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2024 SsangYong Torres EVX detailed: Meet the latest Hyundai Kona, Kia Niro, and MG ZS EV rival that could be a perfectly sized electric SUV

What sets the Torres apart is how it sits in a size bracket between a small SUV and a mid-sizer.

KG Mobility - the company formerly known as SsangYong - has detailed its latest fully electric SUV in its home market of South Korea.

The Torres EVX is the anticipated next-generation EV from the brand, which has undergone a significant overhaul in the last few years.

Slightly larger than its direct rivals like the Hyundai Kona, Kia Niro, and MG ZS EV, the Torres looks to compete with cars in the same size-bracket as the Honda ZR-V and Nissan Qashqai, with total dimensions coming in at 4715mm long, 1890mm wide, and 1735mm tall.

After a long teaser campaign, the brand’s Korean division has released details of the model.

The Torres EVX will pack a 73.4kWh battery pack good for a 433km combined driving range, and interestingly, will use BYD-style ‘blade battery’ LFP cells in its construction.

It is front-wheel drive only, powered by a 152kW/340Nm electric motor. Combined efficiency lands at 20kWh/100km.

On the outside, the EVX has a completely different look from its combustion equivalent, with a filled-in bumper and an integrated set of LED DRLs to replicate the look of a slotted grille in reference to the earlier-generation SsangYong Korando models from where it descends. These are matched by a set of LED headlights and LED fog lights.

What sets the Torres apart is how it sits in a size bracket between a small SUV and a mid-sizer.

Square lines end in upright LED fittings at the rear and a bump on the tailgate to reference where a full-size spare might once have been. Meanwhile, the EVX swaps out the standard wheels for a more sleek set of aerodynamic alloys.

Inside the EVX features a “panoramic display” consisting of two large widescreens for the digital instruments and multimedia panel, while a standard shift-lever has been swapped for a small shift-by-wire toggle. Apple CarPlay and Android Auto connections are available via cable.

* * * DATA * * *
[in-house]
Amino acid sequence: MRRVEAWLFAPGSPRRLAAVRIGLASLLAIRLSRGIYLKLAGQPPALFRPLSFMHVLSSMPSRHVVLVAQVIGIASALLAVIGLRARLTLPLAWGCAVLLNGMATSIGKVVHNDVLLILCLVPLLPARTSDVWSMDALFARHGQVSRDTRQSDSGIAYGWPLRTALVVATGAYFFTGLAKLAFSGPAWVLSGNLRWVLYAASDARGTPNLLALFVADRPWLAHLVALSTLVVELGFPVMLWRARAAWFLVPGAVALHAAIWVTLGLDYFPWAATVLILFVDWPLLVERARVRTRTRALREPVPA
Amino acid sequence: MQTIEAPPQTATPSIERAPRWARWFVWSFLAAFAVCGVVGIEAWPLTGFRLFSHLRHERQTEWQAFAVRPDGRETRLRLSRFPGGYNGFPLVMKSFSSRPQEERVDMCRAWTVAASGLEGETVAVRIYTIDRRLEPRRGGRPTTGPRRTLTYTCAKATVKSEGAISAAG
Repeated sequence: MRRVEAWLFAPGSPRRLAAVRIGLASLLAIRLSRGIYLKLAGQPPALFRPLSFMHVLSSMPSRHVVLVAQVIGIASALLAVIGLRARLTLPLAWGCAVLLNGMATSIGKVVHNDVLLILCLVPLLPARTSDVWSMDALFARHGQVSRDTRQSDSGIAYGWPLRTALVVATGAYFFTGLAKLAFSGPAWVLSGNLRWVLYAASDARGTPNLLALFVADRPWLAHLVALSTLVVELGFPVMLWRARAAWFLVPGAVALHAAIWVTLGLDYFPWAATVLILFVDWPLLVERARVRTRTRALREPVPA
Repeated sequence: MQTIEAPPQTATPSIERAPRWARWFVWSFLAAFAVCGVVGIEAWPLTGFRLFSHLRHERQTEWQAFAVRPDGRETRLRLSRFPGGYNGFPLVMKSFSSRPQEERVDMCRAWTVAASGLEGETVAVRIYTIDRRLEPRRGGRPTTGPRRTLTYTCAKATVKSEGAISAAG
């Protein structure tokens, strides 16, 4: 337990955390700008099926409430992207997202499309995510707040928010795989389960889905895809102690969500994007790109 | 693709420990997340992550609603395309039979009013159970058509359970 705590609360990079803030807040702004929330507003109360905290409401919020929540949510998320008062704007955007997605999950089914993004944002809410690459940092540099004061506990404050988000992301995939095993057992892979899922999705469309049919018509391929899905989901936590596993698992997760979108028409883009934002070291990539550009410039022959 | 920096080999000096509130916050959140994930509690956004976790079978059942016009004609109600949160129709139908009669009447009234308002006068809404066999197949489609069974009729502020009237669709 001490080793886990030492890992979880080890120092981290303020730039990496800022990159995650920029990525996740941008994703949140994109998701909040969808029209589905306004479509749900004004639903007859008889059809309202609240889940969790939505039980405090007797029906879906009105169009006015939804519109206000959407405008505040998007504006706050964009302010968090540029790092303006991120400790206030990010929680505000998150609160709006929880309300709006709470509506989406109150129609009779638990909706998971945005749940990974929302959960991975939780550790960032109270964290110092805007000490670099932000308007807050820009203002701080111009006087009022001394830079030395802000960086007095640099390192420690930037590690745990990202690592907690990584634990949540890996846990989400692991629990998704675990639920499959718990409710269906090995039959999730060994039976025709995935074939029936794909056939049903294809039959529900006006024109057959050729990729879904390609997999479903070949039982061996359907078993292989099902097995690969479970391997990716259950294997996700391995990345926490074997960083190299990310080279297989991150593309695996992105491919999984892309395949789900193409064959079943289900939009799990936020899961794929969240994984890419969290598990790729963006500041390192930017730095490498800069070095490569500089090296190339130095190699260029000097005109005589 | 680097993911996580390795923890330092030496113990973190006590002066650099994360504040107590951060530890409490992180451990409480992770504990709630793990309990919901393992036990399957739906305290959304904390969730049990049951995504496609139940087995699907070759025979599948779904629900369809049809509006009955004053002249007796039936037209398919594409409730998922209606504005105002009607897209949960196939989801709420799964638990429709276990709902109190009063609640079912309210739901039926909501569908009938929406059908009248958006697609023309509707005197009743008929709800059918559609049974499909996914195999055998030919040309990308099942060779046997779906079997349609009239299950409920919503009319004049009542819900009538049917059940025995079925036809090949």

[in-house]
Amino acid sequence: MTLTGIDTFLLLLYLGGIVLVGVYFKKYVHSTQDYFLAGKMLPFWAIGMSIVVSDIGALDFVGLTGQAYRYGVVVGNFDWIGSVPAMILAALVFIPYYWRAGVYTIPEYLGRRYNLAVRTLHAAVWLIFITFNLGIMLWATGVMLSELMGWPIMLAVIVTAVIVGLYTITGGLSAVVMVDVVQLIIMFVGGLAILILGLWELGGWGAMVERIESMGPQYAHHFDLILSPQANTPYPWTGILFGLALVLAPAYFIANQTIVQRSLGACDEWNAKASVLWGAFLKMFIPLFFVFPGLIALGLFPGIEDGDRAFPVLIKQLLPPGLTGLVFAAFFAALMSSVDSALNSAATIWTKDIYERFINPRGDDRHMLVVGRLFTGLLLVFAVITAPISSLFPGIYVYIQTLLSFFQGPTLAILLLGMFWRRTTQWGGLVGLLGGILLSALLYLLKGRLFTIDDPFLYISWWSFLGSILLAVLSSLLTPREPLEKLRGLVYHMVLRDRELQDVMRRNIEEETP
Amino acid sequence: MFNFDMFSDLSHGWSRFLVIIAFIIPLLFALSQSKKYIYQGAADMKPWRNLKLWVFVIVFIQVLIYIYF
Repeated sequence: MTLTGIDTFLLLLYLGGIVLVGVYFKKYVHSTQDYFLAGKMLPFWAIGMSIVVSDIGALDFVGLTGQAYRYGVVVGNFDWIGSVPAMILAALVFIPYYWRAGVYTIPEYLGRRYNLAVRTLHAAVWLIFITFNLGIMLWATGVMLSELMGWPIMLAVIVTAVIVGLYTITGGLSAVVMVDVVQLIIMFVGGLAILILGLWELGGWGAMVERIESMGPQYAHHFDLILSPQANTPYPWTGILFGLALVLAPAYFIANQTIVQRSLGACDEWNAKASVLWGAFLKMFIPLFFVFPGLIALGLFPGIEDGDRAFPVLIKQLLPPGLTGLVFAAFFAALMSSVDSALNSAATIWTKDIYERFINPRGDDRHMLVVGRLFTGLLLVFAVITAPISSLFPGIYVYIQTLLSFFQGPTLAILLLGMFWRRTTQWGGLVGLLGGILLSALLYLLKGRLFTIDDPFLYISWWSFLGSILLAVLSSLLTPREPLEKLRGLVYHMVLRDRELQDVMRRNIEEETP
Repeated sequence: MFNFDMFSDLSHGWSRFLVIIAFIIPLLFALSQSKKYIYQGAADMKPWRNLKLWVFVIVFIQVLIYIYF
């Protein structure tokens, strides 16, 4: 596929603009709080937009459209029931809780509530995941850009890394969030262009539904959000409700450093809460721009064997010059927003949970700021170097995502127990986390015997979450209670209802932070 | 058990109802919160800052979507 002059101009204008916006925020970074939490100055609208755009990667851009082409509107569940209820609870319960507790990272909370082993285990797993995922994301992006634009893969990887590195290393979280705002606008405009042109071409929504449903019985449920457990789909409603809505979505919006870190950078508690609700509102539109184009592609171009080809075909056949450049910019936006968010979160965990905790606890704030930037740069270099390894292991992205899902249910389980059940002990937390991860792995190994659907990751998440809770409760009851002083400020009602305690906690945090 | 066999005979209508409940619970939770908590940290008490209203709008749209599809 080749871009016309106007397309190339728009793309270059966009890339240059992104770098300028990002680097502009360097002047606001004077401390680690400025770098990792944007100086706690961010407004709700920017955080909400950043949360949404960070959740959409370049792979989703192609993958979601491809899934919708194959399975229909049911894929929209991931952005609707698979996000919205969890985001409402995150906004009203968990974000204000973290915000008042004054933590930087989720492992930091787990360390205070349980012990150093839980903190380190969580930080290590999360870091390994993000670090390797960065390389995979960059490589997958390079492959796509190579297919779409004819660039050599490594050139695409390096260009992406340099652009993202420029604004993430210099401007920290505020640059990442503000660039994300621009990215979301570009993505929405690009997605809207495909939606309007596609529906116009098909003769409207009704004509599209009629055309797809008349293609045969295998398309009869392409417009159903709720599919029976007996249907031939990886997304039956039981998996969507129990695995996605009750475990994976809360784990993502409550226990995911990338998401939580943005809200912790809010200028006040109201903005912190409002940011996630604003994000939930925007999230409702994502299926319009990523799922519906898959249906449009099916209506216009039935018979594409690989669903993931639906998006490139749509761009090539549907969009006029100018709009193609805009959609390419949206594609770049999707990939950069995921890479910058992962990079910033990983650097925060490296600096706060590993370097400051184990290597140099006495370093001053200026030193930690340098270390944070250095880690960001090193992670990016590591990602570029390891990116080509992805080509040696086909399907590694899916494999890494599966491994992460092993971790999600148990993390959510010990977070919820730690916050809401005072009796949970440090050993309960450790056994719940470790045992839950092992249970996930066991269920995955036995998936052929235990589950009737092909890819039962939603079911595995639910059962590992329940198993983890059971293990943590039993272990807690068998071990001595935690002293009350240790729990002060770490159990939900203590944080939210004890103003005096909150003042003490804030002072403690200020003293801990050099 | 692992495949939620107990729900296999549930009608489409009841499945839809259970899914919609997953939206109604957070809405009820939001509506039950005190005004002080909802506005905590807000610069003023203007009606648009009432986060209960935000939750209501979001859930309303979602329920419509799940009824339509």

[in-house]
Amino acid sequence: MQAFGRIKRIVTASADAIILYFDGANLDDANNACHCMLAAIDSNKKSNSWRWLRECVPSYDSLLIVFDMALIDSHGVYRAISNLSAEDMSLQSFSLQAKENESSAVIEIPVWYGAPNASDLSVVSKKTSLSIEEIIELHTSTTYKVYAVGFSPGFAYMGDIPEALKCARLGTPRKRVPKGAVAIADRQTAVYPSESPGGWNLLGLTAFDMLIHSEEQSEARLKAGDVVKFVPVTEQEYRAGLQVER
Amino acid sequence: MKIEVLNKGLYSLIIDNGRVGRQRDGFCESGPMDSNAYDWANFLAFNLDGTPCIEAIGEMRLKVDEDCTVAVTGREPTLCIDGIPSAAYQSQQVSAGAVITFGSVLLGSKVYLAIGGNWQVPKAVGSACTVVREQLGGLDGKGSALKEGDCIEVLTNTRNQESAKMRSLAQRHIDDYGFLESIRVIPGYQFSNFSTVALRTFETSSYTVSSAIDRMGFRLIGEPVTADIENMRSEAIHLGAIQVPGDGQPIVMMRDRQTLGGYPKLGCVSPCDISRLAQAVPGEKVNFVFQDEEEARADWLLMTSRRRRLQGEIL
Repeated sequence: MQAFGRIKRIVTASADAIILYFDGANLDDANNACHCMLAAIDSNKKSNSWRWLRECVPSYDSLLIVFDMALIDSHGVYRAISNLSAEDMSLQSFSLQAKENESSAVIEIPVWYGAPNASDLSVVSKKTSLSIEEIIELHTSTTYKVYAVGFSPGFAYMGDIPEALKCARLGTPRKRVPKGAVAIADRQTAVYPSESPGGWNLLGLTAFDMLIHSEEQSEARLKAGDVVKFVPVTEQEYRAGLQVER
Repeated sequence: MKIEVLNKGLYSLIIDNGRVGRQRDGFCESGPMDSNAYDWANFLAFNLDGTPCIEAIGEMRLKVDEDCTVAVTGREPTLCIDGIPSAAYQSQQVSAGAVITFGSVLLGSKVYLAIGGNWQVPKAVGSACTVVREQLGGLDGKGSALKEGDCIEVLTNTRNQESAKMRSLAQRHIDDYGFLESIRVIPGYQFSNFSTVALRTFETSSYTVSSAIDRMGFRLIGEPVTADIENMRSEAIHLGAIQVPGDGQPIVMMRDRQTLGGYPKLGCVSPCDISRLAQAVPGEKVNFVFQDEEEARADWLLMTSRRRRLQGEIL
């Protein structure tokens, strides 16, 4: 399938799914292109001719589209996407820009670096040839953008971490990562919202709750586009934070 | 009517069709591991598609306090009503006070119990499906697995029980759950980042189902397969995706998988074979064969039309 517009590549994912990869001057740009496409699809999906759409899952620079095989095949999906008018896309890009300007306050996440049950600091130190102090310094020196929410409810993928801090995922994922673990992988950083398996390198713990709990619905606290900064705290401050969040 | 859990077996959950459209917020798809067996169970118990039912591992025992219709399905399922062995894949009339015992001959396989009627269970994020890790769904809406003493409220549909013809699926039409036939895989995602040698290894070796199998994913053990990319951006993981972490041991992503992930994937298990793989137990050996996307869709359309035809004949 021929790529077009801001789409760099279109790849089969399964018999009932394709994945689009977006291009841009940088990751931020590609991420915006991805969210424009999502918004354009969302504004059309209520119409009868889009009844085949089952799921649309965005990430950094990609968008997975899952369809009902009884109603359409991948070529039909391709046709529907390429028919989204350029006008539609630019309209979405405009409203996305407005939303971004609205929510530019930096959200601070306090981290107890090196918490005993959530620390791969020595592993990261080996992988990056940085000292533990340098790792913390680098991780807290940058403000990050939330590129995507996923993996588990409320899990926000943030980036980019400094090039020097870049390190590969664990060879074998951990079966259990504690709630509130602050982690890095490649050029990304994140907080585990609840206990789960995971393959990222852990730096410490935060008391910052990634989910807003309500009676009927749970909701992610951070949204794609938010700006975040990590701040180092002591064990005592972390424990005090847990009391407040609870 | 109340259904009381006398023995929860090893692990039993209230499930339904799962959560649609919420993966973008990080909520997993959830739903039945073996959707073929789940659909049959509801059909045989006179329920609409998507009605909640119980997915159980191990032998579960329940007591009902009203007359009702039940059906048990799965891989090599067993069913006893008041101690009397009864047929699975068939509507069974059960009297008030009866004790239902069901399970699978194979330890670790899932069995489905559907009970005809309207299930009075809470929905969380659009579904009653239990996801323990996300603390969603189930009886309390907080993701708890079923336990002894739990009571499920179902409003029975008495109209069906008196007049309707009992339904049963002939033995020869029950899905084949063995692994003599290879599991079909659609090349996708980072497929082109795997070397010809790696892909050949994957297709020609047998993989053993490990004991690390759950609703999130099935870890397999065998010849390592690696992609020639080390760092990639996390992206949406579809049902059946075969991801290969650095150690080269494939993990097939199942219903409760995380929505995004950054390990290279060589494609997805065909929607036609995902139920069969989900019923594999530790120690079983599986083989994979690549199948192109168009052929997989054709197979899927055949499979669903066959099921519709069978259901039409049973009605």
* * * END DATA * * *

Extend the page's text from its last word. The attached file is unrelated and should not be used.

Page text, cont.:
A floating centre console design frees up storage space in the cabin, while the Torres makes use of the brand’s latest multi-function steering wheel design. In the rear, the EVX features integrated window shades, tablet holders in the backs of the front seats, and heated seating is standard in all but the centre rear position.

Boot space is a claimed 839-litres although this appears to be to the more lenient SAE standard rather than the more widely-accepted VDA standard, making it difficult to compare to rivals.

Regardless, KG Mobility says the EVX is designed to “satisfy all areas of daily life, and expanded outdoor life” and features 175mm of ground clearance to go with its chunky, almost Subaru-like styling.

It also features vehicle-to-load tech, allowing owners to power external devices via its charging port, thanks to an included V2L adaptor.

Safety features include a suite of eight airbags including a centre airbag, auto emergency braking, lane keep tech, blind spot monitoring, rear cross-traffic alert, as well as adaptive cruise control and a 360-degree surround monitoring system for parking.

The EVX is said to charge from 20 to 80 per cent in about 37 minutes on a 200kW connection, nine hours from zero to 100 per cent on an 11kW AC connection, or about 30 hours on a home wall socket.

It is unclear whether Australia will see the fully electric version of the Torres, although the combustion version, powered by a 1.5-litre turbocharged four-cylinder unit (125kW/280Nm), has been confirmed for an Australian arrival toward the end of 2023, or early 2024.

KG Mobility has also previewed an expanded electric range including a ute, large SUV, and small off-roader at the Seoul Mobility show, and is reportedly looking to deepen its ties with BYD by building a new battery factory in Korea together with the Chinese EV giant.

Tom White
Senior Journalist
Despite studying ancient history and law at university, it makes sense Tom ended up writing about cars, as he spent the majority of his waking hours finding ways to drive...
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